Hurd raced the Elfin Globe-Ford in many events during 1967 and ’68 at Mallala. In 12 starts he achieved four first placings, a trio of second places, a third, a fourth and a fifth, a 12th and a DNF; on two occasions he also set a new lap record. Hurd, in the Australian Tourist Trophy event at Mallala on January 29, 1968, finished fifth in the Group A sports car race to Frank Matich in his SR3 Repco-Brabham. Not a bad result.
Then came a series of events that should have had Drage’s name up in lights all around the world, but sadly did not. He was in Melbourne with the DOHC Ford castings and had gone to Repco to catch up with Phil Irving but instead spent time with Frank Hallam. The discussion took on a new dimension after Drage showed Hallam the Globe-Ford DOHC castings. Drage was immediately invited to continue their discussion in Hallam’s office where he was shown a set of cylinder head drawings by John Judd, who at the time was working for none other than Jack Brabham.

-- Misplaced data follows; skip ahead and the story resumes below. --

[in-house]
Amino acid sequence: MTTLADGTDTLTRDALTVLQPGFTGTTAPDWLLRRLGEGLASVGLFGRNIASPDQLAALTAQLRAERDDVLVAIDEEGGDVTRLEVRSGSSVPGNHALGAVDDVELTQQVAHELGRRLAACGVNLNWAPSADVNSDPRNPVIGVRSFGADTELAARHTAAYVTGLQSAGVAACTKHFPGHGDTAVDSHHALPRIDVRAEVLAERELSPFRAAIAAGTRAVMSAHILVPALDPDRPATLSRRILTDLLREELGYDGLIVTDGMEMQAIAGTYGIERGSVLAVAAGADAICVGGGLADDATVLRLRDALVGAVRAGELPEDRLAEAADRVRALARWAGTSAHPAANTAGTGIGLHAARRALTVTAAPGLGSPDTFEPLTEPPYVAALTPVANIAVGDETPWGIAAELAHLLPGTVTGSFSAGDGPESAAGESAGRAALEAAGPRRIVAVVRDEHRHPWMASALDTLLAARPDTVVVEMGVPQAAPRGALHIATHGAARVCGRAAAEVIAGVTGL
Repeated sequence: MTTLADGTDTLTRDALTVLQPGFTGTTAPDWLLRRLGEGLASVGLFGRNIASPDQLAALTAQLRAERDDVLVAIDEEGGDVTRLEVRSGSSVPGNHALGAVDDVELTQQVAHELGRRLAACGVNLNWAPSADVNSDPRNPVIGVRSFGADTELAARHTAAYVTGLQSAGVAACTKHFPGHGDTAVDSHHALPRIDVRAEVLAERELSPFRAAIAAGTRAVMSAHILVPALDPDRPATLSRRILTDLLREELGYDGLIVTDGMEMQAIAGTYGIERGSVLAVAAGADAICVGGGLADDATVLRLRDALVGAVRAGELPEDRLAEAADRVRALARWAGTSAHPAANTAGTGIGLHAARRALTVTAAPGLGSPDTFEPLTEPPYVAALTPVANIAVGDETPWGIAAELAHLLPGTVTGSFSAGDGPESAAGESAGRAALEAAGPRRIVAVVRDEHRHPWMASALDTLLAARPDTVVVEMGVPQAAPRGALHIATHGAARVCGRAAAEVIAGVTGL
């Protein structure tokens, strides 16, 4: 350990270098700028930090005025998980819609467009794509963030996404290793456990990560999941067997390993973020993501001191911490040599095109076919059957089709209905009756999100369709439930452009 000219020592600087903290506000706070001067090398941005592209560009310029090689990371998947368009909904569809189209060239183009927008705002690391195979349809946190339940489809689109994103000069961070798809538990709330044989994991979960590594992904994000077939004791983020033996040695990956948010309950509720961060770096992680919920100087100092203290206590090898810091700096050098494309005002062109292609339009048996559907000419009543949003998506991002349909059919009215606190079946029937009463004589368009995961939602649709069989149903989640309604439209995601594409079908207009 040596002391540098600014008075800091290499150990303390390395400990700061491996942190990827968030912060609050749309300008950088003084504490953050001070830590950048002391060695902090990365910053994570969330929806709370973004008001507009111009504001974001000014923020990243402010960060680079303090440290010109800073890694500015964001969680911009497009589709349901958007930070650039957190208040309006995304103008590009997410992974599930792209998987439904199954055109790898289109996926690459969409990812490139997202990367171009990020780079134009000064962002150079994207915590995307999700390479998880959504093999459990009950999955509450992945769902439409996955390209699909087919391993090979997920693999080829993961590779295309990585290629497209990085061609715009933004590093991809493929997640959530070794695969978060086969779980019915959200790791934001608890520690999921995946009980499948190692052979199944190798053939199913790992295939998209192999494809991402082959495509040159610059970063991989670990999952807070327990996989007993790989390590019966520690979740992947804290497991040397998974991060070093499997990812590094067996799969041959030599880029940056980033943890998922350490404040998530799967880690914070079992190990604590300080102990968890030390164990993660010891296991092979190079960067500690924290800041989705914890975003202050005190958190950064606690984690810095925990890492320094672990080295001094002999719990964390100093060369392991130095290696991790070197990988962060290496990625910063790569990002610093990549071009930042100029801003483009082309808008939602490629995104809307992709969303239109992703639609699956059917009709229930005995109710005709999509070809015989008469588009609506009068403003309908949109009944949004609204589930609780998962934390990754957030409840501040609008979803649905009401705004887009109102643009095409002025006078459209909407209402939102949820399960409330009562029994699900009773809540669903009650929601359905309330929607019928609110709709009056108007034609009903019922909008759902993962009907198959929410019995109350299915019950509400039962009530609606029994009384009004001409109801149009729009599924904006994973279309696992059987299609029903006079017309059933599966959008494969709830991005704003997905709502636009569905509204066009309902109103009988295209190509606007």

The problem facing Hallam was the huge distance between their offices in Maidstone, Melbourne and Jack’s HQ in Guildford, Surrey. A huge concern was the time taken for drawings to be sent back-and-forth, plus once a component’s design had been approved – a cylinder head for example – it could take up to six months before the casting arrived back at Repco. Stirling Metals in the UK were up until then their supplier for the 620 head castings. However, having seen Drage’s expertise and his quick turnaround time of four weeks, Hallam asked him to supply cylinder heads for Repco-Brabham’s Formula 1 program. Drage accepted the challenge, duly delivering the first four castings in the promised four weeks. In his time at Clisby’s he produced more than 100 cylinder heads of four different Repco-Brabham engine types over the next two years – but nobody was aware of it!